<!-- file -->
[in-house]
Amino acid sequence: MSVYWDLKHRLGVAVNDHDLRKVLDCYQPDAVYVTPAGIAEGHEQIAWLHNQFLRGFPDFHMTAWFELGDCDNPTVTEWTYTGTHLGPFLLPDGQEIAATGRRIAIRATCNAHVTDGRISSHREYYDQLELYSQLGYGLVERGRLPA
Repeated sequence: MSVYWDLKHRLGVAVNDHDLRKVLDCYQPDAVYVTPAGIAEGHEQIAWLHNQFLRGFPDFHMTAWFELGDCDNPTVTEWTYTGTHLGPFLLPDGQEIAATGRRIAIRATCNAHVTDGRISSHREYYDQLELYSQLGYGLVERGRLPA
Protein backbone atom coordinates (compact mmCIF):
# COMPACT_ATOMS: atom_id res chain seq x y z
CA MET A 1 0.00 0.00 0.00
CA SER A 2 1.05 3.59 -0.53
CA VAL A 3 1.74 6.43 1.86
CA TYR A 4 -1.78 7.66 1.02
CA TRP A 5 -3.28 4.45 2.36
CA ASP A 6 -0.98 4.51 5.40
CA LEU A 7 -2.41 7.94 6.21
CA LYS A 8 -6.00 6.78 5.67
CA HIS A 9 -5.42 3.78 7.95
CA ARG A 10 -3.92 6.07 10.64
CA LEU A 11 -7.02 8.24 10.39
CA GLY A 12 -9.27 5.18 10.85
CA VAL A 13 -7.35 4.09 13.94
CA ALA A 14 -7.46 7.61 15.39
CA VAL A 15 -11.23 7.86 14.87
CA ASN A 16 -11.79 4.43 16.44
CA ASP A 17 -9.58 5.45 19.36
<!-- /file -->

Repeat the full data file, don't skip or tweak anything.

[in-house]
Amino acid sequence: MSVYWDLKHRLGVAVNDHDLRKVLDCYQPDAVYVTPAGIAEGHEQIAWLHNQFLRGFPDFHMTAWFELGDCDNPTVTEWTYTGTHLGPFLLPDGQEIAATGRRIAIRATCNAHVTDGRISSHREYYDQLELYSQLGYGLVERGRLPA
Repeated sequence: MSVYWDLKHRLGVAVNDHDLRKVLDCYQPDAVYVTPAGIAEGHEQIAWLHNQFLRGFPDFHMTAWFELGDCDNPTVTEWTYTGTHLGPFLLPDGQEIAATGRRIAIRATCNAHVTDGRISSHREYYDQLELYSQLGYGLVERGRLPA
Protein backbone atom coordinates (compact mmCIF):
# COMPACT_ATOMS: atom_id res chain seq x y z
CA MET A 1 0.00 0.00 0.00
CA SER A 2 1.05 3.59 -0.53
CA VAL A 3 1.74 6.43 1.86
CA TYR A 4 -1.78 7.66 1.02
CA TRP A 5 -3.28 4.45 2.36
CA ASP A 6 -0.98 4.51 5.40
CA LEU A 7 -2.41 7.94 6.21
CA LYS A 8 -6.00 6.78 5.67
CA HIS A 9 -5.42 3.78 7.95
CA ARG A 10 -3.92 6.07 10.64
CA LEU A 11 -7.02 8.24 10.39
CA GLY A 12 -9.27 5.18 10.85
CA VAL A 13 -7.35 4.09 13.94
CA ALA A 14 -7.46 7.61 15.39
CA VAL A 15 -11.23 7.86 14.87
CA ASN A 16 -11.79 4.43 16.44
CA ASP A 17 -9.58 5.45 19.36